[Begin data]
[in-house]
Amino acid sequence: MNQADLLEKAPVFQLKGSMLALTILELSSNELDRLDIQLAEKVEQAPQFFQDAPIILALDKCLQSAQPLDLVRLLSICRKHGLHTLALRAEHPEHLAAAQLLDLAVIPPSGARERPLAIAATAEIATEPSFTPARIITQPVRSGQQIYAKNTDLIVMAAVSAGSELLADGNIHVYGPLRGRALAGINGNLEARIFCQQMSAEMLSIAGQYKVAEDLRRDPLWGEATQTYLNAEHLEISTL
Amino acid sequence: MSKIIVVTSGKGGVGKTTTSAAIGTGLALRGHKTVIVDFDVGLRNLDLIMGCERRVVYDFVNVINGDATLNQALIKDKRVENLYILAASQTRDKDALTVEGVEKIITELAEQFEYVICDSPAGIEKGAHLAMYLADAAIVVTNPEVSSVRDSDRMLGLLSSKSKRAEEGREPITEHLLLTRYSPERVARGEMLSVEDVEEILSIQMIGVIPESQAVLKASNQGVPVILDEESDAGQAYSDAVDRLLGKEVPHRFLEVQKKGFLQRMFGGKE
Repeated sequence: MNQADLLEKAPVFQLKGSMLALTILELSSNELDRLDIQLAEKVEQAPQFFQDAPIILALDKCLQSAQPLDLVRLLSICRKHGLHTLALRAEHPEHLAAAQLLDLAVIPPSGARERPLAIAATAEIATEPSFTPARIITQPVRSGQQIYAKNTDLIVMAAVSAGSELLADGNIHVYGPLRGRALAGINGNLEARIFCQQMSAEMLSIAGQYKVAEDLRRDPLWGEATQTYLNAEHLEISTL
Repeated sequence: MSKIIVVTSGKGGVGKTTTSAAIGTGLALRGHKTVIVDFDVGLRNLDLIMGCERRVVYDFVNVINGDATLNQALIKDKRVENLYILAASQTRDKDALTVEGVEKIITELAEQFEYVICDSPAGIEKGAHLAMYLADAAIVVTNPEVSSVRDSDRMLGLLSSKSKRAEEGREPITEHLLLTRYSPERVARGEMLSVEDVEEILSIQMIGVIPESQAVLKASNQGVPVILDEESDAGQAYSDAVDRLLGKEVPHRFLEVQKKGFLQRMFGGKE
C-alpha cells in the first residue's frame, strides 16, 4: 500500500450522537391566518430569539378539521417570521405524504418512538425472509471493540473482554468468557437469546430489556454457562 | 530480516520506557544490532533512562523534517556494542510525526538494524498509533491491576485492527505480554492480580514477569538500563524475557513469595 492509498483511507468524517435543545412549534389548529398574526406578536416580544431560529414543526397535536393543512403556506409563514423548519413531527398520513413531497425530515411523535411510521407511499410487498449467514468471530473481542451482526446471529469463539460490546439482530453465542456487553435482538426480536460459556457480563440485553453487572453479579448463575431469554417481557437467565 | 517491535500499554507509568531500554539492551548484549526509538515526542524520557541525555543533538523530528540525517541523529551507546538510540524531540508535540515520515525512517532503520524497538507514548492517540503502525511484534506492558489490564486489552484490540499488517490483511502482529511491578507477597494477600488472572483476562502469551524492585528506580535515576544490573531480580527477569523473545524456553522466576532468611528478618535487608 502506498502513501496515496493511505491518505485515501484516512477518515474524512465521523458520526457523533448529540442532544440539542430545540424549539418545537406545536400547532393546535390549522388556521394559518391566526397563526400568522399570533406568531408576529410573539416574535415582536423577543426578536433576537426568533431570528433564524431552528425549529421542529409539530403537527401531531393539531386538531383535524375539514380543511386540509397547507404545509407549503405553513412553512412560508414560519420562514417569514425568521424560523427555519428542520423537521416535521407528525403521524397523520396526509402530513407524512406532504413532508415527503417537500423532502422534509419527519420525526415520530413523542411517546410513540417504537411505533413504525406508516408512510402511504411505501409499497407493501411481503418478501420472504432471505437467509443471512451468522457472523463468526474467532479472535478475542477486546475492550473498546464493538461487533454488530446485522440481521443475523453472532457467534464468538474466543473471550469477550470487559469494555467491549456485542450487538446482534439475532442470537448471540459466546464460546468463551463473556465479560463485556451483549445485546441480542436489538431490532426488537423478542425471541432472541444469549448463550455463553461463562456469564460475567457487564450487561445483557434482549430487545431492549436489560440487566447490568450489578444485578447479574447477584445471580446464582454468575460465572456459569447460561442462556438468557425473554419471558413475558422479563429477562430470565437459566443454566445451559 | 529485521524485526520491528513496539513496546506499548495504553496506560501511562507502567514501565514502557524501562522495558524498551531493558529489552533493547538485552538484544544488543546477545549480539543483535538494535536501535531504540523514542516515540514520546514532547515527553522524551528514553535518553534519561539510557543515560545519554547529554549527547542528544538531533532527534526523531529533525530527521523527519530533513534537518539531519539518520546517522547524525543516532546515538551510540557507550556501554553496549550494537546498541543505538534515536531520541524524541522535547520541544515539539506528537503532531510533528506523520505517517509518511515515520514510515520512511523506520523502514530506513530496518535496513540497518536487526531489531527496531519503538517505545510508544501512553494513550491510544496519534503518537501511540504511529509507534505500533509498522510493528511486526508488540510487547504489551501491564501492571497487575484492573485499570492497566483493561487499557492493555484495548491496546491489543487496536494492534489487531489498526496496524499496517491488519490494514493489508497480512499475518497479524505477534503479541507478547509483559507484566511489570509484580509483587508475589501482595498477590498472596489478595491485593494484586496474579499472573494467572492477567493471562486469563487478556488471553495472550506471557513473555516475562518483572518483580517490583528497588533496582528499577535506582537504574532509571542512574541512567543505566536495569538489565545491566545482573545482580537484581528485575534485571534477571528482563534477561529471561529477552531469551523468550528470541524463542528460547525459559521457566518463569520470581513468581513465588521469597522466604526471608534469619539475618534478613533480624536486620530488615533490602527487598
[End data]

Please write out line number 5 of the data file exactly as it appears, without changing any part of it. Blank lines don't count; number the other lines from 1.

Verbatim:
Repeated sequence: MSKIIVVTSGKGGVGKTTTSAAIGTGLALRGHKTVIVDFDVGLRNLDLIMGCERRVVYDFVNVINGDATLNQALIKDKRVENLYILAASQTRDKDALTVEGVEKIITELAEQFEYVICDSPAGIEKGAHLAMYLADAAIVVTNPEVSSVRDSDRMLGLLSSKSKRAEEGREPITEHLLLTRYSPERVARGEMLSVEDVEEILSIQMIGVIPESQAVLKASNQGVPVILDEESDAGQAYSDAVDRLLGKEVPHRFLEVQKKGFLQRMFGGKE